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Friday, October 26, 2007

Brazilian is Good Wood

posted by on October 26 at 12:24 PM

brazilian.jpgTop vs. back wood, stiffness, Brazilians, and thicknessing. Cue the porn music. What is this, HUMP 4? No, it’s classical guitar speak. And Brazilian rosewood is the sexiest.

Brazilian rosewood is a superior and coveted tonewood for classical guitar backs and sides. Its density and stiffness seem to be ideal for producing a rich and unique resonance in tone. There’s one drawback though - Brazilian rosewood is illegal to harvest.

In 1975, CITES, the Convention on International Trade in Endangered Species, came into existence and said it’s illegal to cut down Brazilian rosewood trees or export any new lumber. CITES also protects things such as bison and ivory.

Guitar builders who must have this kind of wood are getting their Brazilians from old furniture, floors, ships, and stumps. The price of Brazilian rosewood has soared because of CITES. Some say that by making Brazilian rosewood endangered, CITES has done more harm than good.

welcomesign2.jpgThere is also debate about whether or not it really does sound better. For more info on Brazilian rosewood, we look no further than our very own Greenwood. There is a shop there called The Rosewood Guitar. Owner Bill Clements was nice enough to talk:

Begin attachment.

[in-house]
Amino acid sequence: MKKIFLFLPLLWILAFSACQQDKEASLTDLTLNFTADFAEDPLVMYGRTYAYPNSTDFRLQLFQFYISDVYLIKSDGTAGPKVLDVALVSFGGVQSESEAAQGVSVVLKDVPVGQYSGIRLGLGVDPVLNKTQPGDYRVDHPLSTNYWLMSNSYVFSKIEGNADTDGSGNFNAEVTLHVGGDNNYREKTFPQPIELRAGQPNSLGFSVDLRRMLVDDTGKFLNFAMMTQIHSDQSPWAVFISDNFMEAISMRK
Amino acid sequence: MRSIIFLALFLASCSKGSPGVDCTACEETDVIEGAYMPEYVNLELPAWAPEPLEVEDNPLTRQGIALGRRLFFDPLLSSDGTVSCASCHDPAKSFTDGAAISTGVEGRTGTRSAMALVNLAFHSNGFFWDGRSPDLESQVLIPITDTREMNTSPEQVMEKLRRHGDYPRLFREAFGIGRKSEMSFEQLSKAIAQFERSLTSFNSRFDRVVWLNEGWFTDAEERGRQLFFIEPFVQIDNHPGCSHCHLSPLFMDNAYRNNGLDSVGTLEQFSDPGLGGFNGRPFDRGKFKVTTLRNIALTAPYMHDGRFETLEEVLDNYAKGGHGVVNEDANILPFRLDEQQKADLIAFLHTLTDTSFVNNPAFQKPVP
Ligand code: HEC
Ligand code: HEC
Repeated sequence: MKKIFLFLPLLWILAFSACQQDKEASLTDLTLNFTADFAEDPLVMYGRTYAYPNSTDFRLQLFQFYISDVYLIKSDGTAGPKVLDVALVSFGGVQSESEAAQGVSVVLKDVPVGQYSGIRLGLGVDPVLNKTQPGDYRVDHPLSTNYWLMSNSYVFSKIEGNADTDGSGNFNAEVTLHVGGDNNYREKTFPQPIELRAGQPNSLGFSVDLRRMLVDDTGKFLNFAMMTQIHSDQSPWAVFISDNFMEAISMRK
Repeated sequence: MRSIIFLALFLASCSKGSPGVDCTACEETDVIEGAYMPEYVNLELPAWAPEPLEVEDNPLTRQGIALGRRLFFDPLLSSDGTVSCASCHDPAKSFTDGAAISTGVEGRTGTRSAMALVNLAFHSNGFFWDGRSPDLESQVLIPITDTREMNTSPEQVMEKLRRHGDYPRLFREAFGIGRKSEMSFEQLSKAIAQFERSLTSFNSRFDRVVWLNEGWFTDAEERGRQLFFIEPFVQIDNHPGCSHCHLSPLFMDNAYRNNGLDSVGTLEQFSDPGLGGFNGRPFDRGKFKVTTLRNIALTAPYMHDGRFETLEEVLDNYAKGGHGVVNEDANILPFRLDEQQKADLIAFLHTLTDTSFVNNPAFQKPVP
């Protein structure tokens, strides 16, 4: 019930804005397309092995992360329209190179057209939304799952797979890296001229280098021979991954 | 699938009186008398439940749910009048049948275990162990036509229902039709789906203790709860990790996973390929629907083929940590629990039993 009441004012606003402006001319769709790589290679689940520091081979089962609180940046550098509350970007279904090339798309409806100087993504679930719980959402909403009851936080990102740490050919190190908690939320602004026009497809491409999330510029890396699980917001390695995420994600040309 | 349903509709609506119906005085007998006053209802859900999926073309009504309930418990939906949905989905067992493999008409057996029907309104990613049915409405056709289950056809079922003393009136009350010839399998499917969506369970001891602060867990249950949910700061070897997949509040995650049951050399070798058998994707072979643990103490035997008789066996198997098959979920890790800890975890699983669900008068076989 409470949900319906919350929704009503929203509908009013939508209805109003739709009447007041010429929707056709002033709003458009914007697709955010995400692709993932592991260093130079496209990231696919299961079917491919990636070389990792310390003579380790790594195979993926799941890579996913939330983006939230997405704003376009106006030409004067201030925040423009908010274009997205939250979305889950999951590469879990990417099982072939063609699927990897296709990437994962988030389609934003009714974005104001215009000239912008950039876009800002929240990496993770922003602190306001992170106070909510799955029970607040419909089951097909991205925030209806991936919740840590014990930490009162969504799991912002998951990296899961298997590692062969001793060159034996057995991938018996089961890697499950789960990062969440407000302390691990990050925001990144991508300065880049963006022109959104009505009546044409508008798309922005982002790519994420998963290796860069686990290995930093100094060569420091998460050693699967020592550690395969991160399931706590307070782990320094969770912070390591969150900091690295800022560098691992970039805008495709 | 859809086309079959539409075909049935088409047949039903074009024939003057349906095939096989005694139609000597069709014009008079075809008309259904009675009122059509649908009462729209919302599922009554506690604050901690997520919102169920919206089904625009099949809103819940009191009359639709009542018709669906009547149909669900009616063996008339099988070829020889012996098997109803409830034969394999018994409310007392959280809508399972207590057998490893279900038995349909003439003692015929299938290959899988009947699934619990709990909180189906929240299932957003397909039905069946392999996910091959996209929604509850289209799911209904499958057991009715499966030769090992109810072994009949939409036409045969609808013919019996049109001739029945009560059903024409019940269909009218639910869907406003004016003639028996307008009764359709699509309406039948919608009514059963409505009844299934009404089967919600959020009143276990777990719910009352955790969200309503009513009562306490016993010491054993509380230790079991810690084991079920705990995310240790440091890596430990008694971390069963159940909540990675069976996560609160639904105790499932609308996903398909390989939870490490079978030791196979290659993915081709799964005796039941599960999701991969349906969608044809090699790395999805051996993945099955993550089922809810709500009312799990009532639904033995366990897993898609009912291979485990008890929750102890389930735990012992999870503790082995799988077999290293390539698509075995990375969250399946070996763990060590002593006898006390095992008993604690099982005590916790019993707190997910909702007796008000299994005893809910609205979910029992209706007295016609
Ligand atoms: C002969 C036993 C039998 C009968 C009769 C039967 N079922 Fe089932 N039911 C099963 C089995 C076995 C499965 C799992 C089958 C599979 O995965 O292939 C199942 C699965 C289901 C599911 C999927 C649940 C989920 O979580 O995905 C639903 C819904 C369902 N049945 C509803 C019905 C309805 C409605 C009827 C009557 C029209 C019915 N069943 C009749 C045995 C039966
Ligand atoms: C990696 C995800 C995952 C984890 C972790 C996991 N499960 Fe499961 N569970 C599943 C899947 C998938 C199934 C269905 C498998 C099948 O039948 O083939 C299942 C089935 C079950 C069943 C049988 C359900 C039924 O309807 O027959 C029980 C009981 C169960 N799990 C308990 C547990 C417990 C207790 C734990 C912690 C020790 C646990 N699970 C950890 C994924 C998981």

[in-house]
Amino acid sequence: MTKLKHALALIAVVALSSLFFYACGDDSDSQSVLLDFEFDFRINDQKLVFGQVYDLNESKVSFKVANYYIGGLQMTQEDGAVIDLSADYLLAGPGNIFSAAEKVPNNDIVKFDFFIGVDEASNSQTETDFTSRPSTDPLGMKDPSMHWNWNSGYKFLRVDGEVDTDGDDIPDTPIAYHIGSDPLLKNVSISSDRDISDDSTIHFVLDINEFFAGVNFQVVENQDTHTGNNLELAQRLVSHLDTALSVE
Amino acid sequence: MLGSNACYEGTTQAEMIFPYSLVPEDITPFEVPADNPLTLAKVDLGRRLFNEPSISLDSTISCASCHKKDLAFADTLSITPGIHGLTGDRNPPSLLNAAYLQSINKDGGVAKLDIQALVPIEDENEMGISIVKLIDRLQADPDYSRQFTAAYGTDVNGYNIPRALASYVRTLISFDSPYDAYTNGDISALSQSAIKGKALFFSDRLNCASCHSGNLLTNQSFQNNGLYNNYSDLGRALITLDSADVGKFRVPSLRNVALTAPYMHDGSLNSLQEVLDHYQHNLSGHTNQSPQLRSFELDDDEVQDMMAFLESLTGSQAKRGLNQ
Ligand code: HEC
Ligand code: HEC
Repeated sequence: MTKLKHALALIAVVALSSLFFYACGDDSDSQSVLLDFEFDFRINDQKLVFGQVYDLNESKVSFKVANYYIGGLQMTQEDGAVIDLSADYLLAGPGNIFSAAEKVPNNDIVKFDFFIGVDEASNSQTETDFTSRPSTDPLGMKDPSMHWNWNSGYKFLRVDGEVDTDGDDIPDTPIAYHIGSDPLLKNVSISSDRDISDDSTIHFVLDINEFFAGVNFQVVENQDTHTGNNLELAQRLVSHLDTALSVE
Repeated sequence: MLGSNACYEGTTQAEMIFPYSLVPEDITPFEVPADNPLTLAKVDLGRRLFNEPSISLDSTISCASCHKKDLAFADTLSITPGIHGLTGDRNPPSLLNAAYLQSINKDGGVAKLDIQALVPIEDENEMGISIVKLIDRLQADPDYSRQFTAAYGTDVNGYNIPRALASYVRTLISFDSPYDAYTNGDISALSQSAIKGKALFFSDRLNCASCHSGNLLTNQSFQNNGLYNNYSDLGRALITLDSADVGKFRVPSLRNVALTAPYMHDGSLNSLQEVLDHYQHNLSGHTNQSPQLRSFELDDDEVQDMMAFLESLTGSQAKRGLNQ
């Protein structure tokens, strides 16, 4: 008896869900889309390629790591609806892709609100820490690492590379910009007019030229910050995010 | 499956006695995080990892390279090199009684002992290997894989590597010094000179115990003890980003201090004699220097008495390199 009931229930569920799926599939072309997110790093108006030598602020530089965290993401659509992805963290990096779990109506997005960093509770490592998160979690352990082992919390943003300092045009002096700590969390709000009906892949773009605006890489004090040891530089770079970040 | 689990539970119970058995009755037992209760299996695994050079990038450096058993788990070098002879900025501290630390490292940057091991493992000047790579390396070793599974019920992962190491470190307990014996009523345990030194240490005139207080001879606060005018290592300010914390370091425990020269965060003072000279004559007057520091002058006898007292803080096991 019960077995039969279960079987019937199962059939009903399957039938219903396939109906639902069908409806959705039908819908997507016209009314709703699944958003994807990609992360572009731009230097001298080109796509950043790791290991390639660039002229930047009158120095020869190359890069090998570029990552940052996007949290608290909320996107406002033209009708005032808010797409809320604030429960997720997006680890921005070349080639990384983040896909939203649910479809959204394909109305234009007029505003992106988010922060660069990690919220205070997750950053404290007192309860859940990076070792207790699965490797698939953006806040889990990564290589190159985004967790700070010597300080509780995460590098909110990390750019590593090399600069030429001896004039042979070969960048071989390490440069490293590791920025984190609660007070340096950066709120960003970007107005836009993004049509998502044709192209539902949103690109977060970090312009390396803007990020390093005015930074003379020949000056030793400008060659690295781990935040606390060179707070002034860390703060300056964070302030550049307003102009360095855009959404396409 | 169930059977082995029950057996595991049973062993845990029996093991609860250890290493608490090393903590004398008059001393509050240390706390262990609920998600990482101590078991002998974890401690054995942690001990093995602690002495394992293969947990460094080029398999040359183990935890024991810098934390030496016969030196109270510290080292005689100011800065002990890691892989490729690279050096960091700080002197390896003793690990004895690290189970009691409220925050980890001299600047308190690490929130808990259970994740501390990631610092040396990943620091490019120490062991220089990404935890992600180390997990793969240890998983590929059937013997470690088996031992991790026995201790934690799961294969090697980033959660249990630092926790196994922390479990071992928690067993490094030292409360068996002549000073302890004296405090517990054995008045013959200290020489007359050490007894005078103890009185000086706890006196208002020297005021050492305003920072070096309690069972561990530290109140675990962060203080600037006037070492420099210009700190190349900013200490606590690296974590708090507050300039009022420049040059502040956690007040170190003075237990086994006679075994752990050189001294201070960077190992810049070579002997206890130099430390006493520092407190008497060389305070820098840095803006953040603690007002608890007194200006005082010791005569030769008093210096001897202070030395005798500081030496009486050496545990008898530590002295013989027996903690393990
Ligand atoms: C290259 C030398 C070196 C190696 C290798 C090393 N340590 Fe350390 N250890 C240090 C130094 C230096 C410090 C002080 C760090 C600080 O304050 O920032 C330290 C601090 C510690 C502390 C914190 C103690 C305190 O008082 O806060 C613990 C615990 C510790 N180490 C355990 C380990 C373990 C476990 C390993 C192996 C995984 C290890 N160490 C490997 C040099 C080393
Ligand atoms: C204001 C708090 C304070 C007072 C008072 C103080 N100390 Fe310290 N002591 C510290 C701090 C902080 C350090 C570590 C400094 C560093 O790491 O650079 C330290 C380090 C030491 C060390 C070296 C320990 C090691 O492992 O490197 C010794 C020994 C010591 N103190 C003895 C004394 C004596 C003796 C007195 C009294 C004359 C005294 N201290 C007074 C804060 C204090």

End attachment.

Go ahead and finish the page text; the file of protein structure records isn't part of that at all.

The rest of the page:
Brazilian rosewood has a very beautiful grain pattern. There is no doubt about that. It’s such a nice looking wood and that may be its most attractive feature. Sonically, its tone is rich, but I don’t know if it is any better than Indian rosewood. You could line up two guitars, one made of Brazilian rosewood and one made of Indian rosewood, and I don’t think you’d be able to hear the difference. The sound quality of a guitar really comes from the combined elements the builder puts in - the materials, the bracing patterns, the thicknessing, and the skill of that builder.

The top wood is the most important wood in the guitar. And spruce works fine. In 1862, Antonio Torres Jurado built a guitar with back and sides of papier-mâché. It had a top of spruce, and it sounded beautiful. So backs and sides of Brazilian rosewood are nice, but what matters is what’s on top.

The other thing about Brazilian rosewood is that it doesn’t grow straight. It twists and turns while growing, producing wood that has knots and fissures. That’s not good for guitar making. Bugs also love Brazilian rosewood. And that’s not good either.

Unless that bug is Hendrix reincarnated as a bug. Then he can have at it.

Rosewood Guitar - 8402 Greenwood Ave N.

RSS icon Comments

1

"Thicknessing"? Haven't heard that one before.

I want a paper guitar!

Posted by Levislade | October 26, 2007 1:11 PM
2